When the cost of living is rising by 10 percent the workers must get 15 percent – as a third of any wage rise goes in deductions – just to stay in the same place. But the defeat of the post workers did not prevent Chrysler workers getting a rise of £6 a week in the same month.
Ted Heath and before him Harold Wilson believed that unemployment would introduce discipline on the wages front. (Remember Wilson’s “shake-out of the labour market”?)
For nearly two decades Paish’s Law was accepted as a holy truth. Professor F.W. Paish of the London School of Economics had been economic adviser to the Tory government. His theory was that a certain level of unemployment – anything between 2 and 2½ percent – would break workers’ resistance and put them in their place, so that wages would be contained. However, even with unemployment running at a million, Paish’s Law did not work at all.
Workers’ organisation is too strong for unemployment of the present magnitude to break their will to fight. Actually, unemployment in many cases spurs workers on to further claims. A Dundee building worker told me about a year ago, “Because of the heavy unemployment among builders in my town we decided not to work for less than £1 an hour.”
The Paish logic, on the other hand, is that, if under conditions of more or less full employment a building worker is ready to work for 75p, he will come cap in hand to the boss and be ready to accept a wage of 60p if there is unemployment.
But the workers argue exactly the opposite: “If I am sure of 40 hours a week, then I can manage on 75p. But if there is unemployment I must demand at least £1.” Finally, the Industrial Relations Act didn’t work the way the Tories expected or hoped. Now we don’t have to waste too much space to prove this, emerging as we are from five days that shook Tory rule.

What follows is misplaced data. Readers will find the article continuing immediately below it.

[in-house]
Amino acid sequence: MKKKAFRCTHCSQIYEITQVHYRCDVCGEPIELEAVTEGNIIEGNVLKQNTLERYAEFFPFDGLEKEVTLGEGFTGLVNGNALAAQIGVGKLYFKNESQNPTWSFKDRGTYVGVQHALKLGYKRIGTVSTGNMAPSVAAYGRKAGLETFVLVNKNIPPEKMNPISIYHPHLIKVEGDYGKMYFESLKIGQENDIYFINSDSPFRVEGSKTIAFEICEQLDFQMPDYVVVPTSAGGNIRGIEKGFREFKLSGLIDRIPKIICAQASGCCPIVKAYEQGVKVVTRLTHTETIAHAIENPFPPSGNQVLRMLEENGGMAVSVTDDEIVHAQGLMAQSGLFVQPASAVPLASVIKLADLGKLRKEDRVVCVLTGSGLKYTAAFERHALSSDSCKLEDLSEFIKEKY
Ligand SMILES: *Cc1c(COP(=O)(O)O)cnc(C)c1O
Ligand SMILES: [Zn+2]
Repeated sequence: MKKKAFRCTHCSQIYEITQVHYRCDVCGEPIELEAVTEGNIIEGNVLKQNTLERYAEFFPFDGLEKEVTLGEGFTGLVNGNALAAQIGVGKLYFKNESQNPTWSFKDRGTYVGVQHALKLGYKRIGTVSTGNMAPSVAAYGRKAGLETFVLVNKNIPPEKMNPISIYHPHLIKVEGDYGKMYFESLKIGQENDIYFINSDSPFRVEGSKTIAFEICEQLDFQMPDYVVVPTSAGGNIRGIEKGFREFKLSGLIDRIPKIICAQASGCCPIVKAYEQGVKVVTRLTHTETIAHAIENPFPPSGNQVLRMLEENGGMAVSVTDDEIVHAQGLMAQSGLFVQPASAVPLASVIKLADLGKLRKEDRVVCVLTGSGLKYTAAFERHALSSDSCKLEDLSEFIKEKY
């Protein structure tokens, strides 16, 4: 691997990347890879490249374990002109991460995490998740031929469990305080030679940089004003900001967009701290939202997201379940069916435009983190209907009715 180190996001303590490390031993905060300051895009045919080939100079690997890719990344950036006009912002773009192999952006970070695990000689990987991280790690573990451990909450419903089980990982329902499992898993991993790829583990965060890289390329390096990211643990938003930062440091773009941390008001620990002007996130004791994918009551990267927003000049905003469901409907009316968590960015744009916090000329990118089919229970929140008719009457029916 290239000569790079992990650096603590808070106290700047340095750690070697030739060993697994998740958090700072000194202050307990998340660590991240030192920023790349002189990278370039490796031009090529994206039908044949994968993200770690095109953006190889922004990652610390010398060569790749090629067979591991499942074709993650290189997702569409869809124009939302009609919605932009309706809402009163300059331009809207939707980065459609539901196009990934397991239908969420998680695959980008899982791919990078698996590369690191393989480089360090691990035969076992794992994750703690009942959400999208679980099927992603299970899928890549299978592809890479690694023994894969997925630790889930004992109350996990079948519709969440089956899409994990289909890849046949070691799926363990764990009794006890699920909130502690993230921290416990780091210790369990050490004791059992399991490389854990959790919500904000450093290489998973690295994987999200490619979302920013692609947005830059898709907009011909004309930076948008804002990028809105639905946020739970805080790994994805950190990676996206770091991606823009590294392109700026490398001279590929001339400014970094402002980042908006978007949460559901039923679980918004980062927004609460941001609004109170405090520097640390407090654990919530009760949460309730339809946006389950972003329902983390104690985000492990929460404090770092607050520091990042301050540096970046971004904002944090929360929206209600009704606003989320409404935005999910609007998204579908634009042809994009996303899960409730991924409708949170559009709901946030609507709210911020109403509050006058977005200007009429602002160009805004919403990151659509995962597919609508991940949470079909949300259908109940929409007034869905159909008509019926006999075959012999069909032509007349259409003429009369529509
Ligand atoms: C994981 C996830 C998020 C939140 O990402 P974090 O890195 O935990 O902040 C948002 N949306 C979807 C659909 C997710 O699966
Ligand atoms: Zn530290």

It is true that if a ship loses its rudder the captain may use the left engine and stop the right, and then use the right and stop the left.
But this is a costly and ineffective way of moving a ship. If the five rank and file docks militants had to be freed from prison perhaps pliable Jack Jones can serve now as the disciplinarian of the rank and file.
The threat of £55,000 over his head may serve to soften him up. We always knew that we have the best trade union leaders money can buy!
Workers’ memories, however, aren’t as short as all that. Perhaps two months ago a £55,000 fine would have terrified the rank and file, at least for a time, into submission. But why should workers stop picketing Midland Cold Storage even if Jack Jones has to pay the £55,000?
There is no compulsion on him to pay. He can fight back. If a strike can free the five, it can also prevent the imposition of a fine. If the TUC declared in advance that they would bring the country out on a one-day strike every time a fine was imposed, the ruling class would find the gain not worthwhile.
Every day workers in this country produce goods and services to the value of £150 million, so let’s say to our rulers, “You fine us £55,000 and we will take it back not in thousands but in millions.” That is only fair. It is not an equal exchange, but then we do not live in an equal society. So again this weapon of the ruling class somehow doesn’t hit the target.